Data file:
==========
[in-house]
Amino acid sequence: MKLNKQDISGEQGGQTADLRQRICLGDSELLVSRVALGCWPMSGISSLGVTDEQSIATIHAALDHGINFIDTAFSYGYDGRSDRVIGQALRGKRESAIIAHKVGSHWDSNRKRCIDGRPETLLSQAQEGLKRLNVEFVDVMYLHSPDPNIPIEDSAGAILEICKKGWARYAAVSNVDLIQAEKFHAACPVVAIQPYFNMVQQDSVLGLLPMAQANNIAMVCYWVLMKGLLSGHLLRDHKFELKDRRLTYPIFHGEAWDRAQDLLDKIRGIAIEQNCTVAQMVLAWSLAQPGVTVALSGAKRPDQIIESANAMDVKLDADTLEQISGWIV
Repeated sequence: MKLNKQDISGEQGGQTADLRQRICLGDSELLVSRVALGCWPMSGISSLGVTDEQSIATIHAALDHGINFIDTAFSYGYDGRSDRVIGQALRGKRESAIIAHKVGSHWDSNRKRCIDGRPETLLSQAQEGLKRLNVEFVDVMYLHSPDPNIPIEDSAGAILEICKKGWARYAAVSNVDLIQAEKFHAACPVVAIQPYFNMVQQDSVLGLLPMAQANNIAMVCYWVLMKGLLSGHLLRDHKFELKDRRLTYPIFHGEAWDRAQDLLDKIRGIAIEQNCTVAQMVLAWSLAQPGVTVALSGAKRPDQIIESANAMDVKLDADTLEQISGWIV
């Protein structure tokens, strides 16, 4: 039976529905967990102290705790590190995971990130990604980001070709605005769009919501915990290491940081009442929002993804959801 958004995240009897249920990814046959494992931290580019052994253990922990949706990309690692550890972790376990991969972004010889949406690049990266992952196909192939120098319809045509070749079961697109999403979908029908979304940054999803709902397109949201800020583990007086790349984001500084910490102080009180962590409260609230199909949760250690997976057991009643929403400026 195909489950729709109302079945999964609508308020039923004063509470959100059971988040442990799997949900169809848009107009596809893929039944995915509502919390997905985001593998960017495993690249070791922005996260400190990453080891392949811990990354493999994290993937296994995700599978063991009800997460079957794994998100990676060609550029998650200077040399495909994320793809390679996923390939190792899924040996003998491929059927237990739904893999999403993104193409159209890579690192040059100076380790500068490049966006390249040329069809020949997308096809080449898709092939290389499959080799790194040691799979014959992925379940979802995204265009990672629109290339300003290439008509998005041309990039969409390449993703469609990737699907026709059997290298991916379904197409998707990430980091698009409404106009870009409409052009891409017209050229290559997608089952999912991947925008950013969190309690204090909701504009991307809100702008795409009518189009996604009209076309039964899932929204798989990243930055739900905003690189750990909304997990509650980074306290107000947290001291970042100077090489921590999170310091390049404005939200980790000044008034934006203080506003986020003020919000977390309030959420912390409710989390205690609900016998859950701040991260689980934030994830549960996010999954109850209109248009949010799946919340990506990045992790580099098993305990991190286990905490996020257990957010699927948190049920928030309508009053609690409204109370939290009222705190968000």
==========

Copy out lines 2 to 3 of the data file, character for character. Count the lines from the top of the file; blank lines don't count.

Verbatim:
Amino acid sequence: MKLNKQDISGEQGGQTADLRQRICLGDSELLVSRVALGCWPMSGISSLGVTDEQSIATIHAALDHGINFIDTAFSYGYDGRSDRVIGQALRGKRESAIIAHKVGSHWDSNRKRCIDGRPETLLSQAQEGLKRLNVEFVDVMYLHSPDPNIPIEDSAGAILEICKKGWARYAAVSNVDLIQAEKFHAACPVVAIQPYFNMVQQDSVLGLLPMAQANNIAMVCYWVLMKGLLSGHLLRDHKFELKDRRLTYPIFHGEAWDRAQDLLDKIRGIAIEQNCTVAQMVLAWSLAQPGVTVALSGAKRPDQIIESANAMDVKLDADTLEQISGWIV
Repeated sequence: MKLNKQDISGEQGGQTADLRQRICLGDSELLVSRVALGCWPMSGISSLGVTDEQSIATIHAALDHGINFIDTAFSYGYDGRSDRVIGQALRGKRESAIIAHKVGSHWDSNRKRCIDGRPETLLSQAQEGLKRLNVEFVDVMYLHSPDPNIPIEDSAGAILEICKKGWARYAAVSNVDLIQAEKFHAACPVVAIQPYFNMVQQDSVLGLLPMAQANNIAMVCYWVLMKGLLSGHLLRDHKFELKDRRLTYPIFHGEAWDRAQDLLDKIRGIAIEQNCTVAQMVLAWSLAQPGVTVALSGAKRPDQIIESANAMDVKLDADTLEQISGWIV